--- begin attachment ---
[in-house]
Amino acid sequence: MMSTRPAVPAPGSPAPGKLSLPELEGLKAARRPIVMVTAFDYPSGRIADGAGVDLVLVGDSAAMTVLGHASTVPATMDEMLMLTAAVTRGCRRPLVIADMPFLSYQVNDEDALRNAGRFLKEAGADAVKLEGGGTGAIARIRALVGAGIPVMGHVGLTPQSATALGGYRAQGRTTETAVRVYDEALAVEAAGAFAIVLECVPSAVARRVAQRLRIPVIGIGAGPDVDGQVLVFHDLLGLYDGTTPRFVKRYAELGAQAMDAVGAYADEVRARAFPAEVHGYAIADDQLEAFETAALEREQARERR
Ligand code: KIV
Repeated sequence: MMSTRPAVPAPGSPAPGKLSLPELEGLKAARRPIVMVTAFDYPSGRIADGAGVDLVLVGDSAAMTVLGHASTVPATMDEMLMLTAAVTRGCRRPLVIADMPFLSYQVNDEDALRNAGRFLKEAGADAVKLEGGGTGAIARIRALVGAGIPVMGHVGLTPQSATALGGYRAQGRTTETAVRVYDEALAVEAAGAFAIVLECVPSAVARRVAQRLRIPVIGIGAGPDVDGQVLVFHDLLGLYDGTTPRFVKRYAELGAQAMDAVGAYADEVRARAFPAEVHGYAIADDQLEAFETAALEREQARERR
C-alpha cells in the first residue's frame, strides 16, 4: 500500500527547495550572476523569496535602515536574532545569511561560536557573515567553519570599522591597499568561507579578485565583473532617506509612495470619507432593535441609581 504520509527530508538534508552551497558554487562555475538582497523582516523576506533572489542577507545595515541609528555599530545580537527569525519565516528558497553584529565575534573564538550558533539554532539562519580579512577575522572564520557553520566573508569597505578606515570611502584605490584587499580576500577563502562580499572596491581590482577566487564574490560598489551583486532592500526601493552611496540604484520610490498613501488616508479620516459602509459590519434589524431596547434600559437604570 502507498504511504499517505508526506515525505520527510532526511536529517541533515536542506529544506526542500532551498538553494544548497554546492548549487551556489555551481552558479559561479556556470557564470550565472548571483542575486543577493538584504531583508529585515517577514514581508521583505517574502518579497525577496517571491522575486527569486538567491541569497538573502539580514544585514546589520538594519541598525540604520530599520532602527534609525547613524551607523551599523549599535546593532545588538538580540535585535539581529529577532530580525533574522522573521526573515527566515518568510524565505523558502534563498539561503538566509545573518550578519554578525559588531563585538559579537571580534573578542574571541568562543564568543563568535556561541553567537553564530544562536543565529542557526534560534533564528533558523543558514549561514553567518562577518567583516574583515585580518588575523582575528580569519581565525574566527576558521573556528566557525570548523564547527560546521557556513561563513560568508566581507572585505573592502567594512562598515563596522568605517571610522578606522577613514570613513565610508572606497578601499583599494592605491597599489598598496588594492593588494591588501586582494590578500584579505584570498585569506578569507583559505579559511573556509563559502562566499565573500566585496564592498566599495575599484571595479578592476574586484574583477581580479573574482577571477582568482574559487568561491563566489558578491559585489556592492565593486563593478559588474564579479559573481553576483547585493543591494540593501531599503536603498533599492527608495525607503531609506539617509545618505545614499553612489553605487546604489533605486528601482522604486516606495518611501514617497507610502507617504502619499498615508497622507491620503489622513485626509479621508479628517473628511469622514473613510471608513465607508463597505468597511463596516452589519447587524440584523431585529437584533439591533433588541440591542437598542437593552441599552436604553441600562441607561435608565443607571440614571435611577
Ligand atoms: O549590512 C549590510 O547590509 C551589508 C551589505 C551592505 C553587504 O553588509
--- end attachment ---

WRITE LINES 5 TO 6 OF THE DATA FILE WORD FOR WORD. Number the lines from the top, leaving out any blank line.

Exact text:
C-alpha cells in the first residue's frame, strides 16, 4: 500500500527547495550572476523569496535602515536574532545569511561560536557573515567553519570599522591597499568561507579578485565583473532617506509612495470619507432593535441609581 504520509527530508538534508552551497558554487562555475538582497523582516523576506533572489542577507545595515541609528555599530545580537527569525519565516528558497553584529565575534573564538550558533539554532539562519580579512577575522572564520557553520566573508569597505578606515570611502584605490584587499580576500577563502562580499572596491581590482577566487564574490560598489551583486532592500526601493552611496540604484520610490498613501488616508479620516459602509459590519434589524431596547434600559437604570 502507498504511504499517505508526506515525505520527510532526511536529517541533515536542506529544506526542500532551498538553494544548497554546492548549487551556489555551481552558479559561479556556470557564470550565472548571483542575486543577493538584504531583508529585515517577514514581508521583505517574502518579497525577496517571491522575486527569486538567491541569497538573502539580514544585514546589520538594519541598525540604520530599520532602527534609525547613524551607523551599523549599535546593532545588538538580540535585535539581529529577532530580525533574522522573521526573515527566515518568510524565505523558502534563498539561503538566509545573518550578519554578525559588531563585538559579537571580534573578542574571541568562543564568543563568535556561541553567537553564530544562536543565529542557526534560534533564528533558523543558514549561514553567518562577518567583516574583515585580518588575523582575528580569519581565525574566527576558521573556528566557525570548523564547527560546521557556513561563513560568508566581507572585505573592502567594512562598515563596522568605517571610522578606522577613514570613513565610508572606497578601499583599494592605491597599489598598496588594492593588494591588501586582494590578500584579505584570498585569506578569507583559505579559511573556509563559502562566499565573500566585496564592498566599495575599484571595479578592476574586484574583477581580479573574482577571477582568482574559487568561491563566489558578491559585489556592492565593486563593478559588474564579479559573481553576483547585493543591494540593501531599503536603498533599492527608495525607503531609506539617509545618505545614499553612489553605487546604489533605486528601482522604486516606495518611501514617497507610502507617504502619499498615508497622507491620503489622513485626509479621508479628517473628511469622514473613510471608513465607508463597505468597511463596516452589519447587524440584523431585529437584533439591533433588541440591542437598542437593552441599552436604553441600562441607561435608565443607571440614571435611577
Ligand atoms: O549590512 C549590510 O547590509 C551589508 C551589505 C551592505 C553587504 O553588509